To achieve this, I've started including some basic writing and transcribing activities like:
- Sentence Frames - mad libs for Latin. Here is an example.
I wanted one more activity, with a little more freedom, to review vocabulary and see what skills they'd already picked up (while not grading those skills for accuracy). So, we did an activity called
I set this up very simply by creating a document with instructions and also an approved list of words. I expanded this list to include est (is) and et (and), as well as the new words we'd learned that day on the board. Students were to write a single sentence that could tell a story, much like a newspaper headline. While their sentences could be simple and didn't have to be "above the fold" quality (if you will), they needed to be interesting and make sense. Students then accompanied them with a detailed picture. The picture gave the assignment a visual quality and a fail-safe which allowed me to understand what they were saying even if the sentence wasn't perfect. These were graded on a 5 point scale as follows:
0 - student wrote English sentence, or only submitted a picture
1-2 - Student wrote an English sentence with a Latin word or two
2-3 - Student attempted a Latin sentence, but used names instead of Latin words or the sentence didn't make sense
3-4 - Sentence mostly made sense, but had an extra word (or was missing one)
4-5 - Sentence made sense and may have had the extra verb "est" (see observations below)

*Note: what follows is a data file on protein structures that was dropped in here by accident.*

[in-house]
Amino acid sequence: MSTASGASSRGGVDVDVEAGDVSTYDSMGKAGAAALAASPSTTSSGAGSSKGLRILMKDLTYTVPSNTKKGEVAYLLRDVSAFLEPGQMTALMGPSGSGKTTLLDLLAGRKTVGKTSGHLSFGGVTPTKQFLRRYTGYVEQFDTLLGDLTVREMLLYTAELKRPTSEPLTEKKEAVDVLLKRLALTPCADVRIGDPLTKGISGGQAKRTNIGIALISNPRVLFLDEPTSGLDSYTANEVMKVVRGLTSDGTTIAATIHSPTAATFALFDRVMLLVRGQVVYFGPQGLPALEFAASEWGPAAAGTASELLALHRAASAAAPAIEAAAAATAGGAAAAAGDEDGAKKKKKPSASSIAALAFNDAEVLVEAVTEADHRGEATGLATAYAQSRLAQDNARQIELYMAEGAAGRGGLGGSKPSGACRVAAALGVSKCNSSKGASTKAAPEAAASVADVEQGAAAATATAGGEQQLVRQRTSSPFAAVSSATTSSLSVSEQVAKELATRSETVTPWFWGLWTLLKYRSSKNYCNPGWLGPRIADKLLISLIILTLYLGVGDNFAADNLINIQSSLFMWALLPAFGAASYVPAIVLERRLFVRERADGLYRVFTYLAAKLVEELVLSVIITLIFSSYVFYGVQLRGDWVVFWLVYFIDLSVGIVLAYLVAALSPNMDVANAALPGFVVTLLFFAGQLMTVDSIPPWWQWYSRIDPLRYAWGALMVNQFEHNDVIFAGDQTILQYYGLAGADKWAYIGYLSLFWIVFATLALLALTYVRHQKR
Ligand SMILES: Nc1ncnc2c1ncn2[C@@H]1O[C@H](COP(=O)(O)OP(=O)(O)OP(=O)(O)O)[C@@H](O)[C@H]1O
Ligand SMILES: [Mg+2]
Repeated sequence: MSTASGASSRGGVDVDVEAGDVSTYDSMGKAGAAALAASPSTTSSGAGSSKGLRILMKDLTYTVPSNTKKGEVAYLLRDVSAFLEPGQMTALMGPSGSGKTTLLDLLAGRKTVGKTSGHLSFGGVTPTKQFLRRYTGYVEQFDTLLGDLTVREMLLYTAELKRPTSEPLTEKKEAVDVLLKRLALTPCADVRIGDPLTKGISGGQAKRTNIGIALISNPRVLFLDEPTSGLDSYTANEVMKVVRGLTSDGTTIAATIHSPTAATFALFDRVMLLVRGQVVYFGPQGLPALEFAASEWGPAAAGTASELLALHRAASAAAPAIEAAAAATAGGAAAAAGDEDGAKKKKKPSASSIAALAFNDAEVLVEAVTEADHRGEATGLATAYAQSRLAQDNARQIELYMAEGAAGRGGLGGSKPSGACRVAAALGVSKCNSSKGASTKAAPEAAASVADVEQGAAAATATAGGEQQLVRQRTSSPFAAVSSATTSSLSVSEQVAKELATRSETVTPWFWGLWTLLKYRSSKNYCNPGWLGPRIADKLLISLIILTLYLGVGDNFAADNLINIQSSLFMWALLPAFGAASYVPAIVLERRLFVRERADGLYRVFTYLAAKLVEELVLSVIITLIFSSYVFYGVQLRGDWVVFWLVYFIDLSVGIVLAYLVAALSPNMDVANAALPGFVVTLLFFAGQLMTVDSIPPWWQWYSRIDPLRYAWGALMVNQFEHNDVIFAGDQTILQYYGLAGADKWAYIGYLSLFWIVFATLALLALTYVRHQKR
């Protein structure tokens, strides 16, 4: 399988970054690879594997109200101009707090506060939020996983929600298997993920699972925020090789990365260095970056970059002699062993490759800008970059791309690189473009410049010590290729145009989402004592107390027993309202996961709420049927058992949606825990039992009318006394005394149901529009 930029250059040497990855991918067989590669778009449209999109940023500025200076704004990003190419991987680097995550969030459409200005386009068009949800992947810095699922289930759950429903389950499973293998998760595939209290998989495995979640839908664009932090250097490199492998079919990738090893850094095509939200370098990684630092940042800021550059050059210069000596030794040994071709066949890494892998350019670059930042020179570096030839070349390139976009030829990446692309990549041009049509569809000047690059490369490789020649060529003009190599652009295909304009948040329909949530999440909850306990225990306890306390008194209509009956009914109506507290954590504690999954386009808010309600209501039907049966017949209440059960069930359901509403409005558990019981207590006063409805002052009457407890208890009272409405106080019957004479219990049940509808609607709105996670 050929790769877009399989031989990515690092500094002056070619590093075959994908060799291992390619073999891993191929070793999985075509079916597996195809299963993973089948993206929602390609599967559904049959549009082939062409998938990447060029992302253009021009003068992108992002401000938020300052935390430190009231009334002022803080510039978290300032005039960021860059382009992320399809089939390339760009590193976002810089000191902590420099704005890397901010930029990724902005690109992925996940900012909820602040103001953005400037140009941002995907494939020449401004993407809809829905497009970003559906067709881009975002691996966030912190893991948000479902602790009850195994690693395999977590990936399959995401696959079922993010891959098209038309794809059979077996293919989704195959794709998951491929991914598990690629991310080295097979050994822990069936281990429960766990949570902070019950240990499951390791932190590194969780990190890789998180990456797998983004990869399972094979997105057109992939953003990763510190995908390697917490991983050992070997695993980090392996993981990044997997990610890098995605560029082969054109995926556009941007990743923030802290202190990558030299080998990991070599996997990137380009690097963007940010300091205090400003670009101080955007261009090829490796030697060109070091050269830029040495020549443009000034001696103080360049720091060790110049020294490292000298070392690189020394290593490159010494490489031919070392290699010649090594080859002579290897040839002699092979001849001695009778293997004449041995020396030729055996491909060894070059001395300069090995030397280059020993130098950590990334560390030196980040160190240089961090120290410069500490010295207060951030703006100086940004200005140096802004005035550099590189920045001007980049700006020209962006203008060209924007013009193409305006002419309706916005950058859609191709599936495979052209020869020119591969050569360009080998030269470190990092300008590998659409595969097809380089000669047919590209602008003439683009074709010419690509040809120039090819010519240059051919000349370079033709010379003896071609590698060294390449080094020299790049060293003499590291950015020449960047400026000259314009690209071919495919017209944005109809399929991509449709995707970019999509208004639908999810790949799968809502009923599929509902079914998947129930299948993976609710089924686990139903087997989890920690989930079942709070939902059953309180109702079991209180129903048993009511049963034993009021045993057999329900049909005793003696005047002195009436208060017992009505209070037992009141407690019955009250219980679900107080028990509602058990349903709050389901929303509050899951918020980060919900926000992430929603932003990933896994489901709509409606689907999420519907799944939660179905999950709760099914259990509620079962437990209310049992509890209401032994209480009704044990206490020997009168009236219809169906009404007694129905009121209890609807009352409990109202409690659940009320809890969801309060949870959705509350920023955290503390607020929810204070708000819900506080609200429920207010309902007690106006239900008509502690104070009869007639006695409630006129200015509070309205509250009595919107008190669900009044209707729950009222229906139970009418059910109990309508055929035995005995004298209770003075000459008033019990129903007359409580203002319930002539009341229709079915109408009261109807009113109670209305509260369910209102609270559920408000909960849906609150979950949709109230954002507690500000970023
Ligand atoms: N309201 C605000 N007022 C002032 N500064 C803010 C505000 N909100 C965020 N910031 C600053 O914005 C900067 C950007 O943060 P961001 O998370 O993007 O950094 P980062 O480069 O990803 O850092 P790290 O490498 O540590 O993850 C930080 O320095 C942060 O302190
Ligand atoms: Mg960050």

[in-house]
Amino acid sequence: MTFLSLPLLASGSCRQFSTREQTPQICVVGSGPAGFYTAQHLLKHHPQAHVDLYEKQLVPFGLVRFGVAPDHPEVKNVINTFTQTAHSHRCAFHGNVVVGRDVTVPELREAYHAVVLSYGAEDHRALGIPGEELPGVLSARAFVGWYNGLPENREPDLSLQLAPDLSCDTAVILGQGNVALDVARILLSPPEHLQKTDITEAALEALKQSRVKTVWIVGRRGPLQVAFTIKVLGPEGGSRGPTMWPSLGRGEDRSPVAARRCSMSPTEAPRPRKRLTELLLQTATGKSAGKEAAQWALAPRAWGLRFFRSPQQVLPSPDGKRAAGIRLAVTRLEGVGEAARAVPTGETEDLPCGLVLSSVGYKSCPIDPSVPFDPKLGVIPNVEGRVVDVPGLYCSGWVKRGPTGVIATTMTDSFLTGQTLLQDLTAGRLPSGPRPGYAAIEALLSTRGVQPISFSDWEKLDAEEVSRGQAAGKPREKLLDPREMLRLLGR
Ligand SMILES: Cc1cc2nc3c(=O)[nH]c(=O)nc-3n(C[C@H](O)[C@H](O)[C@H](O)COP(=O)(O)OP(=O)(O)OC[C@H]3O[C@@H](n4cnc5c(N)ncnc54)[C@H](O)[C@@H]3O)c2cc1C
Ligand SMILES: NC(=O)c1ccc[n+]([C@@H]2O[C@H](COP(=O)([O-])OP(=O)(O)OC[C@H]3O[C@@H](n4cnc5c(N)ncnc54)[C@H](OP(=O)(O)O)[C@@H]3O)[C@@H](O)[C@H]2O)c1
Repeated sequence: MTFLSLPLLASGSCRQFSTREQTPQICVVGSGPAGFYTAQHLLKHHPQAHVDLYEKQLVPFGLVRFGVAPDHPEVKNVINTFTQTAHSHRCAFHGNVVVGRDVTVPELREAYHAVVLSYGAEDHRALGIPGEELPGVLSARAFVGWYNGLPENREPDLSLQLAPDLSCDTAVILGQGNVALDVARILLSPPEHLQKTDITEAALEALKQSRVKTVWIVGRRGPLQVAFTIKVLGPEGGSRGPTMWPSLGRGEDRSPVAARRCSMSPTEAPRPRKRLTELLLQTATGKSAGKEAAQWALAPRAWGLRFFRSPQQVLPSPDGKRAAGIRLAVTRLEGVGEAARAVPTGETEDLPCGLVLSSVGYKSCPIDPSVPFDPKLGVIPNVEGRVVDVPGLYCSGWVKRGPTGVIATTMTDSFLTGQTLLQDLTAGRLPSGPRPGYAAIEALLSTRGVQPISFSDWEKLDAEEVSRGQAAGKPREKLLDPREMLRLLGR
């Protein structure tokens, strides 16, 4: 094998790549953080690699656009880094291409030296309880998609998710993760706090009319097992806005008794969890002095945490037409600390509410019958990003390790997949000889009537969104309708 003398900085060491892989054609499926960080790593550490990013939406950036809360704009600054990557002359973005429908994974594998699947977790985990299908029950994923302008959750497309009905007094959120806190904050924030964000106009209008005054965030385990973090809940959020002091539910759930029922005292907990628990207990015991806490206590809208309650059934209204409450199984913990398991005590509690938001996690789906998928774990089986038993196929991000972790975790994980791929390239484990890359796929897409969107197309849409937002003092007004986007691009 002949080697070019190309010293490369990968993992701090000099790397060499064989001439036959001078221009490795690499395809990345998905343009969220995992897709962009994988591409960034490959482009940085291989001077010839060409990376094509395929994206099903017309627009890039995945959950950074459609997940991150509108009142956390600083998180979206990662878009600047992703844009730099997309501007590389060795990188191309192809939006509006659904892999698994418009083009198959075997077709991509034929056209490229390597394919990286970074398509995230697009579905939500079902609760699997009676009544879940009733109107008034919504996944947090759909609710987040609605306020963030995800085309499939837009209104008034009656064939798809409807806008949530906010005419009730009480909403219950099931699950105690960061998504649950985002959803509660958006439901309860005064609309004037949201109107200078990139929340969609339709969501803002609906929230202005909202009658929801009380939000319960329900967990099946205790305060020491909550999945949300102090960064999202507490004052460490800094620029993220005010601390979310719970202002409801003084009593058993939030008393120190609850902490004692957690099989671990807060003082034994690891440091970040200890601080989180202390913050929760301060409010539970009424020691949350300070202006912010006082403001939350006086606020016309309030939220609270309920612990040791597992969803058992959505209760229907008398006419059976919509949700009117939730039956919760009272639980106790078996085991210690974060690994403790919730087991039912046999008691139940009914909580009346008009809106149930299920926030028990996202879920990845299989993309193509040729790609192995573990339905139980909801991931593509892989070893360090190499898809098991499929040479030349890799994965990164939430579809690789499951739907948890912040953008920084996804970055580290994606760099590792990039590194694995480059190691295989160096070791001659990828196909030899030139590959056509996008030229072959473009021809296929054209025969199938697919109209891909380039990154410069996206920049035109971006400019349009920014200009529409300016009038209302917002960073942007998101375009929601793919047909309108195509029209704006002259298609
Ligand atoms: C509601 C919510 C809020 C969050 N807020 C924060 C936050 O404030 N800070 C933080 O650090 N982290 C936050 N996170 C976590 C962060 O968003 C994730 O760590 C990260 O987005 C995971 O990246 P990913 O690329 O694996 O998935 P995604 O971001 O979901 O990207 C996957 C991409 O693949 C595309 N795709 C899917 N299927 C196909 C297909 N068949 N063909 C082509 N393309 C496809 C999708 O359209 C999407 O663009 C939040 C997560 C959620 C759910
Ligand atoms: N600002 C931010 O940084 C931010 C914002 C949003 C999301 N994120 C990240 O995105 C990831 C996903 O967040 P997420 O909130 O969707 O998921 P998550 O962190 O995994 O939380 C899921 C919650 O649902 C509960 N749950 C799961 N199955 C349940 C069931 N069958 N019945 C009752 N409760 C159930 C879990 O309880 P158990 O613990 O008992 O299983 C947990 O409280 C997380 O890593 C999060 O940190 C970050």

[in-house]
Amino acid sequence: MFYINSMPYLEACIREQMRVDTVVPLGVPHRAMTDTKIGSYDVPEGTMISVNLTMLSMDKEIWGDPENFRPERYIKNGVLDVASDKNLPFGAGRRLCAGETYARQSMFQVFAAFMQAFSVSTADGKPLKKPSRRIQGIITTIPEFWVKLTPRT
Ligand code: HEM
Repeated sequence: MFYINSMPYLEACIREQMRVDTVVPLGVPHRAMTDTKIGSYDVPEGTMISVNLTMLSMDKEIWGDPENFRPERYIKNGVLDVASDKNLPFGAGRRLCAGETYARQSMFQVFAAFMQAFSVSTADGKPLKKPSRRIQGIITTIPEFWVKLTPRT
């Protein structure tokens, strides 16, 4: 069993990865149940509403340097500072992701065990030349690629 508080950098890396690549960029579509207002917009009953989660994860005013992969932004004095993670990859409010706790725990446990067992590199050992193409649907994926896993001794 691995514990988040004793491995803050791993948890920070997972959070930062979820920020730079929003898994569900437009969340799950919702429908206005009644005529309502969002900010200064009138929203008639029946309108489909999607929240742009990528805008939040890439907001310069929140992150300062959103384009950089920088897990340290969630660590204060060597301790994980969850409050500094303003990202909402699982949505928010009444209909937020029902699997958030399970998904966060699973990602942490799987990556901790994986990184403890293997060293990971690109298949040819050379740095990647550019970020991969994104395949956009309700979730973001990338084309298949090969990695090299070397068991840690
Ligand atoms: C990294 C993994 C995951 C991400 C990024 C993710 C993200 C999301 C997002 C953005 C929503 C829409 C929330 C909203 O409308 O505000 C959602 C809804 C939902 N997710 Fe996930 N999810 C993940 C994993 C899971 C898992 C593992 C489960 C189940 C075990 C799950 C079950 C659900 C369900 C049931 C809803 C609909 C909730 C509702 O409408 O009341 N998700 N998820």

- Students got very excited with this activity. The vocabulary list provided assistance, but also kept the assignment simple enough for those still working on vocabulary acquisition.
- Most students worked with what they were given. Some wanted to know extra words or constructions. I told them to "work within the confines of what we know."
- The most, by far, common mistake was that students would put "est" (is) and another verb. This is a reflection of how English works. In English, we often use a helping verb along with
- Students were excited to be using vocabulary outside of the context of our stories.
- This was a great way to get kids thinking outside the box. They weren't tied to the mythology we'd been reading and were able to enjoy the vocabulary in a new way.
- There were lots of grammar mistakes, but I know these to be later acquired for a Latin I class.
- I know which vocabulary the students know really well and which they don't.
- My purpose was to see if they were able to use Latin vocabulary to create simple, meaningful sentences. They were.